FIG. 2 is a front end view of the socket means and cylindrical bearings of the traction device.
FIG. 3 is an elevation view of the knob together with its associated series of teeth.
FIG. 4 is a cross sectional view taken along line 4--4 of FIG. 2.
FIG. 5 is a side view of the shaft.
FIG. 6 is a view of the traction device, fully assembled.
FIG. 7 is a front view of the teeth on the right end of the knob shown in FIG. 3.
FIG. 8 is a cross-sectional view of FIG. 5 taken along line 8--8.
FIG. 9 shows the traction device and splint assembled.
FIG. 10 is a cross-sectional view along line 10--10 of FIG. 6.
In FIGS. 1 and 9, a conventional Thomas splint S has two longitudinal tubular members L having a hip engaging portion (not shown) and a lower-leg end portion characterized by the cross-arm C which has its two ends connected to the forward ends of members L and its central section Z. It is noted that the central section Z projects away from the lower-leg end of the splint S and toward the hip-end for a short distance in comparison to the length of the splint S. The traction device is adapted to be brought into engagement with a lower-leg end of splint S by inserting the forward end of the splint into the cavity of socket member 10. The socket member has rectangular top and bottom walls 11 and 12, two end walls 13 and a rear wall 14 connecting the top and bottom walls. The distance between top and bottom walls 11 and 12 is substantially the same as the thickness of the tubular members L, C, Z, of the splint S, except in the forward central portion of the cavity in socket means 10. The molded socket member 10 is composed of resilient plastic and the two walls 11 and 12 approach each other in the vicinity of the region 40. Thus, as the forward end of the splint S enters the socket member 10 the two longitudinal members L enter along the side walls 13 and as the splint S is further inserted into the socket means 10, the cross-arm C, which is inclined rearwardly toward zenith Z, causes the walls 11 and 12 to move away from each other in region 40 until the zenith Z has passed the region 40 at which time the reduced dimension between walls 11 and 12 at region 40 tends to pinch the cross-arm C in the region 40 of zenith Z, thus tending to hold the socket member 10 on the splint S.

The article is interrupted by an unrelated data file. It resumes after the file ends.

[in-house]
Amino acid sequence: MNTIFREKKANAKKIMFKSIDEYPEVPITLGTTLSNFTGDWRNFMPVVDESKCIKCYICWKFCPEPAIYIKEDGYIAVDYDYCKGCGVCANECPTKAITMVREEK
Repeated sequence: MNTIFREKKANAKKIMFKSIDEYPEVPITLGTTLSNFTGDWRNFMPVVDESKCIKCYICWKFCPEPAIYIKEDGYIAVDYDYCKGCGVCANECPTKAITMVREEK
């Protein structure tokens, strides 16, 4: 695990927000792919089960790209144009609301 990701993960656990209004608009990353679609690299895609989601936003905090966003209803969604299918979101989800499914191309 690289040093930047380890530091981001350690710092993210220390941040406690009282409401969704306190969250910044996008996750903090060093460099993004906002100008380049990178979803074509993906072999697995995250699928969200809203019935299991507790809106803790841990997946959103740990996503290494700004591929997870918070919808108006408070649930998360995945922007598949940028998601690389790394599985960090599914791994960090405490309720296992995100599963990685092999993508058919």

The holding action is sufficiently strong that the socket member 10, and its associated traction device, will not fall off of the splint S, yet may be easily manually removed from the splint S. Molded integrally with the top wall 11, the bottom wall 12 and rear wall 14 are two cylindrical housings 15 and 16. Housing 15 has an end wall 17 and housing 16 has an end wall 18. The end walls 17 and 18 respectively have central openings 21 and 22 through which the shaft 41 passes. Since the openings 21 and 22 are only slightly larger in diameter than shaft 41, the end walls 17 and 18 constitute bearings for the shaft. At its right end, the shaft 41 includes a disc 26, the diameter of which is slightly less than the inner diameter of cylindrical bearing 16 and a helical coil spring 27 is located around the hub 23 and has one end in engagement with the disc 26 and the other end in engagement with wall 18. The helical coil spring 27 normally presses disc 26 clear to the open end of cylindrical housing 16. After the shaft 41 has been inserted through the coil spring then through the end walls 18 and 17 as shown in FIG. 6, the cylindrical hub 28 and gear teeth 29 are inserted in the open end cylindrical housing 15. Since the hub 28 has an internal axial hole 42 (FIG. 3) therethrough of the same diameter of the shaft 41, the shaft enters inside the hub 28 a short distance and is then heat sealed to the hub 28 by application of local heat. The heating tool may be inserted through the axial hole 42 in knob 30.
The teeth 29 at the rear end of hub 28 are shown in FIGS. 3, 6 and 7 and comprise a series of teeth with each tooth beginning at the base level 31 and projecting outwardly along a straight inclined path to a zenith 32 wherein the tooth surface sharply returns to the base level from whence the next inclined surface 31 of the next tooth begins. In other words, the teeth are of saw-tooth shape. In actual practice, a typical tooth might be 5/16 inch wide (distance W), each inclined surface approximately 5/16 inch along (distance D), and each abrupt return surface 1/8 inch (distance H). It is noted that the aforesaid teeth are located between concentric circles 46 and 47 whose center falls upon the axis of the shaft. A similar set of teeth 43, with each tooth of the same dimension, and confined between concentric circles of the same diameters, as those for teeth 29, are molded on the inner side wall 17 of cylindrical housing 15. Two of the ten teeth shown in FIG. 7 are shaded to show the inclined surface.